MENTAL HEALTH MATTERS
Before I wrote this piece, I thought to myself, "Does the world really need another article about this? Is this topic overdone?"
Ah yes, the SAT — also known as the Saddening Analytical Torment. Well, it actually stands for the Scholastic Aptitude Test, but you get the picture. Every year, thousands of students miss out on their dream school, regardless of high GPAs, plenty of school involvement and extracurricular activities strictly because of their SAT scores. Those who normally do substantially well on the SAT spend over $1,000 on classes that go over tricks and other memorization tools to do well on the SAT. So then let me ask the reader this: Does that sound fair, or is the SAT more of a money game?
President Donald J. Trump delivered his first speech to the United Nations General Assembly last Tuesday, and it was "different" from the usual speech American presidents give. Trump started his speech by talking about the stock market and domestic U.S. employment. Normally the leaders of small nations use the U.N. General Assembly platform as a speech to their domestic constituents and about domestic policies. The U.S. has always been different. When the American president stands up there, he speaks to the members of the U.N. and signals American foreign policy.
I haven’t been able to scroll through three posts on Facebook before
encountering yet another video about
how someone mastered the art of applying henna and has been crowned its “master”
by some off-radar media company. While personally, as an Indian, I’m proud of
the fact that one of our most treasured art forms has come to be appreciated in
the light of the Western world, I’m uneasy when I see yet another person from a
culture outside mine that is hailed as the harbinger of Mehndi, as someone
who’s newly discovered it, when those of Indian, Pakistani and Middle Eastern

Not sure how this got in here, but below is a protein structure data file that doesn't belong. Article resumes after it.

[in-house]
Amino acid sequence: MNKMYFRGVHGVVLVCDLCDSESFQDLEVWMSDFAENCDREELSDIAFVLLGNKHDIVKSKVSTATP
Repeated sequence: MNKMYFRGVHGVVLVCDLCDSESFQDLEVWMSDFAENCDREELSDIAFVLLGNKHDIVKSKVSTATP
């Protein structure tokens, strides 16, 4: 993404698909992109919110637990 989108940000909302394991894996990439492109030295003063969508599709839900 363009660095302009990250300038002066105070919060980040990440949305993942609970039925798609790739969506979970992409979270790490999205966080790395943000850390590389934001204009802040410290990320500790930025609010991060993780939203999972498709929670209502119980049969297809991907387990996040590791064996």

descent have been wearing it for traditional and cultural purposes for
centuries. It’s one of many examples of cultural conquistador-ism, in which
people “discover” a culture that has already been well-established in the
global landscape and create a hype surrounding it that makes it look like
something “new” and “exotic.” There’s a fine line between appropriation and
appreciation, and calling anyone the “Queen of Henna” without properly understanding
and appreciating the history and the tradition behind it is an action that
falls firmly on the side of appropriation, and hence can destroy the cultural symbolism
of henna altogether and turn it into the next big Goop-sponsored fad instead.
Last semester, I wrote a column related to the growing student loan crisis in America. I essentially proposed to privatize loans to incentivize colleges to lower tuition rates since the guarantee of payment from the government in the event of a default would dissipate. New York has gone forward with attacking this student loan crisis by making New York's public colleges tuition free. Although this sounds like a good idea in principle, there are many problems with this policy.
Picture your favorite sports team coming out onto the field to play. As the players line up across the field and the "Star-Spangled Banner” hums over the loudspeaker, you see a player quietly take a knee. If you feel infuriated and disrespected, take a step back and consider the reason behind what you feel.